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The Smell of Leather and Glue: Hermann Münch’s Shoe Shop

Colour photograph. Street view. Girl in a winter coat holding a package stands in front of a white car outside of Hermann’s Shoe Shop,.

Elizabeth Münch Power in front of Hermann’s Shoe Shop. Circa 1960s.


Elizabeth Münch Power’s main memory of her father’s shoe shop is the smell: “What people remember about the store is the smells, the smell of the leather and of the glue and things like that when you come in.”

In 1920, Hermann Münch was born in Sandhausen, just outside Heidelberg, Germany and his wife Gabrielle (nee Bozec) Münch was born in Douarnenez, Brittany, France. They moved to Quebec, Canada in 1951 following the Second World War through a sponsorship by the Gagnon family. Hermann worked in a logging firm and a concrete factory in Quebec before learning of an advertisement for a shoemaker in Grand Falls, Newfoundland. Hermann interviewed with Joe Byrne, and the family moved to Grand Falls in 1952.

Hermann worked with Joe Byrne in his sporting shop on High Street in Grand Falls before deciding to open a shop of his own in Windsor. The first shop he owned was next to the pool hall and the Globe Restaurant on Main Street. The Münch and Chow families became very close during this period. In 1964-65 Hermann moved the shop down Main Street into an old warehouse owned by George Stewart, closer to the Münch family home.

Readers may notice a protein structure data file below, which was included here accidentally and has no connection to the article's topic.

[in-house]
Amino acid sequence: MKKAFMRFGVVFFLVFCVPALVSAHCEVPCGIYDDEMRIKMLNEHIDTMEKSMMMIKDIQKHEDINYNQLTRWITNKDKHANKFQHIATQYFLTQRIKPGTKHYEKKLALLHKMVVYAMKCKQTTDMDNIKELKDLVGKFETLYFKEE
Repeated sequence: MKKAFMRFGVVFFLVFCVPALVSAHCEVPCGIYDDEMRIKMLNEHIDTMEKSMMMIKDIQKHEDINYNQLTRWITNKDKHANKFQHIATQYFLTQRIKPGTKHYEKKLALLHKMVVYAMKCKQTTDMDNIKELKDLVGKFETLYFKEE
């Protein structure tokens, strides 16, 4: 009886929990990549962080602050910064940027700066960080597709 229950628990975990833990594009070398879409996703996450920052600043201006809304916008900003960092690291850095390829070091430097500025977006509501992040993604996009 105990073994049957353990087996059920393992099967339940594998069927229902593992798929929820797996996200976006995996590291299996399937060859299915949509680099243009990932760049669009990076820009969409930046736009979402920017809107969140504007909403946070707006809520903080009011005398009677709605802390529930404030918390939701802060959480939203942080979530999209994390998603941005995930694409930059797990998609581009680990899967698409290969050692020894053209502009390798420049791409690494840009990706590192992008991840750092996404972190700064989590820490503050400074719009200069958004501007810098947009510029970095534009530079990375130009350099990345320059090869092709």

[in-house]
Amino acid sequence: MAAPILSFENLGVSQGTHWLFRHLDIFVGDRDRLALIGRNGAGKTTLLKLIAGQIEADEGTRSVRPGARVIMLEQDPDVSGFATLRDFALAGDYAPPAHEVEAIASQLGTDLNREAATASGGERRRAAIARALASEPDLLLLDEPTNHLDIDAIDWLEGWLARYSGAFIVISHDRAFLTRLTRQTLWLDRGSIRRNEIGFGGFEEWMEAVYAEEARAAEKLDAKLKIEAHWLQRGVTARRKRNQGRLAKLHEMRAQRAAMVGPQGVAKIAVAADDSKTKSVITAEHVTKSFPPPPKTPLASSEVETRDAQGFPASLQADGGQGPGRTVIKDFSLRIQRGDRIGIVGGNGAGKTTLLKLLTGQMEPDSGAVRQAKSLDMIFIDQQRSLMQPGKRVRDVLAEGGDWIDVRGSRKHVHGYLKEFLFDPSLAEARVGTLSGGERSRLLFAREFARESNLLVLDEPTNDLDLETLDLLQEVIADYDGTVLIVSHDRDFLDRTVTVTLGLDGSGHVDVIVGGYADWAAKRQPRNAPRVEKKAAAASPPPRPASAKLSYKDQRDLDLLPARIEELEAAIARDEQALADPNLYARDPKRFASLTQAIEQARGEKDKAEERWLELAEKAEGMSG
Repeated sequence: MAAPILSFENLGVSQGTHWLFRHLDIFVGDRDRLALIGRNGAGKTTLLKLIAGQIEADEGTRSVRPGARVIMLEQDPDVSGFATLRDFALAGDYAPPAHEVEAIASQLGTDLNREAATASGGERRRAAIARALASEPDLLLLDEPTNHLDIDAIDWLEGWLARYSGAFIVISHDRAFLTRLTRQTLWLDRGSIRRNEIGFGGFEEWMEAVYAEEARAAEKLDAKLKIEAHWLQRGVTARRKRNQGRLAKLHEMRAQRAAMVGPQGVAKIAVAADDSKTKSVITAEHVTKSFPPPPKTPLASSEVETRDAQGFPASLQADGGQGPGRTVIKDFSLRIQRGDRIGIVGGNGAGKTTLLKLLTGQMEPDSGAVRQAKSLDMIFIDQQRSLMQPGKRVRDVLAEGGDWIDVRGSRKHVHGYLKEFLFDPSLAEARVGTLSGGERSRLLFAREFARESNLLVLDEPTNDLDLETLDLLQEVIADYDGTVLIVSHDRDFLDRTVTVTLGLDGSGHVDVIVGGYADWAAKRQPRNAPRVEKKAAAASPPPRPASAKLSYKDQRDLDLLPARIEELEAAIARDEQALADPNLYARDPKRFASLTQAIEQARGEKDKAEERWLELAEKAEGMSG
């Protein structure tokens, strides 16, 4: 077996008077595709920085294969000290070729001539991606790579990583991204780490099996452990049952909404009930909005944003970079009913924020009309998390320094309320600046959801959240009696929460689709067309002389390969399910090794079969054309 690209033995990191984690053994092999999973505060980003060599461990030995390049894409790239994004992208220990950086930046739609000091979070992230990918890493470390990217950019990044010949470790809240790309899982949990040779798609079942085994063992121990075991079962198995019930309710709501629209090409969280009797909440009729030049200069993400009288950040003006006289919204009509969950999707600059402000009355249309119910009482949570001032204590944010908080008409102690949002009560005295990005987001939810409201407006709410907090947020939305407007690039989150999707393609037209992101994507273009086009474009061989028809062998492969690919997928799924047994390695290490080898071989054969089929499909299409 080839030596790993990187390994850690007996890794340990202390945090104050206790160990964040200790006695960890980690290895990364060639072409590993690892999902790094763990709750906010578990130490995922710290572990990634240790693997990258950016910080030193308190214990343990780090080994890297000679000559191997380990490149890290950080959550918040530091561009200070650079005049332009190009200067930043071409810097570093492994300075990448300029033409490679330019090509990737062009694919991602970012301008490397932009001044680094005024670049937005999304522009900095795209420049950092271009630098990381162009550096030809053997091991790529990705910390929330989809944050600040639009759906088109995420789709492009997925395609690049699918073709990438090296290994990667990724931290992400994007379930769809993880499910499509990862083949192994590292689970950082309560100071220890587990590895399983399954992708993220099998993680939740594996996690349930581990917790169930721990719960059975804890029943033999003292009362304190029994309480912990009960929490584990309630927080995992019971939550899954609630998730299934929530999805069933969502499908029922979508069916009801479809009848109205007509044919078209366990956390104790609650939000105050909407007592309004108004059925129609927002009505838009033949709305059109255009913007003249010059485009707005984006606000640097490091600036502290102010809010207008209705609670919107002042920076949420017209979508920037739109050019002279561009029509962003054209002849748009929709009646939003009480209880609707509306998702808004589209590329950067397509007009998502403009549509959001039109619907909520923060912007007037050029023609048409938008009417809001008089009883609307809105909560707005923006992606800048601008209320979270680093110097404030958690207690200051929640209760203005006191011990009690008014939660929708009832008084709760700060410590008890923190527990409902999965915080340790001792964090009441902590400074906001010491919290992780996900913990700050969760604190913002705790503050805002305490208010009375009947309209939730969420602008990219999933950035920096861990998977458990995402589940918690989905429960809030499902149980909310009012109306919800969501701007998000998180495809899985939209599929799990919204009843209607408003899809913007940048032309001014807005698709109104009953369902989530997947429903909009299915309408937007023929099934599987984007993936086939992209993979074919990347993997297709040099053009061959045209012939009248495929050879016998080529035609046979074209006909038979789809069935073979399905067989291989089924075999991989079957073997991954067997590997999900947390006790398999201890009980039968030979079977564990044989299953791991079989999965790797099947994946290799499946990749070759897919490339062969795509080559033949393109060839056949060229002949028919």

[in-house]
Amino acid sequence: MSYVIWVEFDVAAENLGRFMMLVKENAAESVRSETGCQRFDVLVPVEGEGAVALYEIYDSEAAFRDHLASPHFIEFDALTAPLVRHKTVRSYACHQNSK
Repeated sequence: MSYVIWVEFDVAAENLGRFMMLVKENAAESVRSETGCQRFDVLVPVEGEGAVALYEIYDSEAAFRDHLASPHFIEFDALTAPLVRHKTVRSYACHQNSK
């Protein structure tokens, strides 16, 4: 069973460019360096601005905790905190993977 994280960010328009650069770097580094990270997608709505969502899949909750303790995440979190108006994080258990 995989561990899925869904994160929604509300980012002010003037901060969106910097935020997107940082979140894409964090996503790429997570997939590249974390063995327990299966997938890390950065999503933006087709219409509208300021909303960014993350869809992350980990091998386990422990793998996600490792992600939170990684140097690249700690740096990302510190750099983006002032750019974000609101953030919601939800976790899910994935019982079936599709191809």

Audio clip with transcript: Elizabeth Münch Power describes her father’s shoe shop.

Hermann repaired shoes and other leather goods. Elizabeth Münch Power remembers:

“He also had a sewing machine. Oh, now Dad could sew. I mean anything! Because you would have to sew and there’s a lot of stitching in a leather shoe, but he also used to fix things like the – let’s say the hockey team. If there was some hockey equipment because at the time all the pads and things were leather, he would be able to sew that up as well. Belts he could fix, purses. He got into making his own little things.”

In 1974 the family moved to St. John’s, where Hermann worked for the prosthetics and orthopedics department at the General Hospital. This move meant that Hermann and Gabrielle’s children were able to go to Memorial University of Newfoundland while living at home, and his job provided Hermann with a pension.

Black and white archival photograph. Two men in white lab coats stand in Hermann Münch’s shoe shop.

Hermann Munch on right; possibly Ignatius Keough on left. Circa 1950s.